New fee on Canadian tourists could hurt local tourism

Nov 25, 2011

New York Senator Charles Schumer was in Watertown this week to announce he'll fight a new fee that can be charged to Canadians crossing into the U.S. by boat or by plane.  

The new $5.50 fee was tucked into a Colombian Free Trade Agreement recently passed by the Senate. Schumer said the fee is likely to discourage tourism by Canadians in the north country. 

"The federal government may as well be putting stop signs up at every waterway, at every crossing, at every airport," said Schumer. 

The fee has not yet been enforced, and Schumer says he plans to introduce legislation that would prevent the federal government from ever doing so. Although the fee is small, Schumer called it “a nose under the tent” that could lead to higher fees in the future, and possibly fees on Canadians coming into the U.S. by car as well.

He also pointed out that for a family of five considering coming into the U.S. to have dinner, a total fee of $27.50 might prompt second thoughts about the affordability of such a trip. And he said that's not the only problem.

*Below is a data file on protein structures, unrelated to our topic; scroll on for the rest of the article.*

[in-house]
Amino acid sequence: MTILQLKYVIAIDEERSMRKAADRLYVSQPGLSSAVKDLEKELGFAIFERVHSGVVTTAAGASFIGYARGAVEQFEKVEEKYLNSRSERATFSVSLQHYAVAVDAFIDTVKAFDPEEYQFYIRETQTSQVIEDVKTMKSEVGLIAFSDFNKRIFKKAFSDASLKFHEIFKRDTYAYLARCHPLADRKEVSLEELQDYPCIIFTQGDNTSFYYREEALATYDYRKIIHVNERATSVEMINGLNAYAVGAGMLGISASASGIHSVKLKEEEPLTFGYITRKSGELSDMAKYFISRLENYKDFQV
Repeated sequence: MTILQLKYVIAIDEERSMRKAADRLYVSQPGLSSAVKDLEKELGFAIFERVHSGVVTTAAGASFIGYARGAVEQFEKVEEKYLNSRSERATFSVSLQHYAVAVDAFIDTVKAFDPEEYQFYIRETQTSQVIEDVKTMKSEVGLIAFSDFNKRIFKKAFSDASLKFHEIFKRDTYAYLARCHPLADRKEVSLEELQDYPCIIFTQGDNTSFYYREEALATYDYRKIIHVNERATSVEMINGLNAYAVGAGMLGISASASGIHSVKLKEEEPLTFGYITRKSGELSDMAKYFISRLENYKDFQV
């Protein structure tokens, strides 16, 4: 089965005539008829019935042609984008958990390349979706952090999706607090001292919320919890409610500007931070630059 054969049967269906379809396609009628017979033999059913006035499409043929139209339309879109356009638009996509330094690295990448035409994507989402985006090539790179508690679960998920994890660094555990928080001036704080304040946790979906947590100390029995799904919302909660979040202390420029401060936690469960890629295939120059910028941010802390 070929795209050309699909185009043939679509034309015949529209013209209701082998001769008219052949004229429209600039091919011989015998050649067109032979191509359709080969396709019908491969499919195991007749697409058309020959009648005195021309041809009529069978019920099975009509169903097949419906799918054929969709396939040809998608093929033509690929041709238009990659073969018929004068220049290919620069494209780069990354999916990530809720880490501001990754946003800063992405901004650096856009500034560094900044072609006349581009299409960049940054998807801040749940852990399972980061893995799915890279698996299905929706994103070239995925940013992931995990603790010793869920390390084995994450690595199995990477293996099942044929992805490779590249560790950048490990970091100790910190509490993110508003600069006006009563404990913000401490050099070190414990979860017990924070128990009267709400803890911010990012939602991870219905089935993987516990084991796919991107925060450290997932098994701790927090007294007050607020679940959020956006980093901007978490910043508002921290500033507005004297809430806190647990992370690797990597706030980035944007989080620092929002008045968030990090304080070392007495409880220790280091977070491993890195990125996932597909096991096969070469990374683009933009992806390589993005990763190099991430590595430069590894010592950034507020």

"The symbolism is as severe as the actual amount. It sends a very wrong message," he said. 

Schumer says the Canadian government has already contacted his office, supporting his effort to fight the fee. He says he's also concerned the Canadian government might retaliate with a fee of its own on Americans entering Canada. Schumer says the fee is too much of a threat to cross-border tourism in Northern New York to let stand.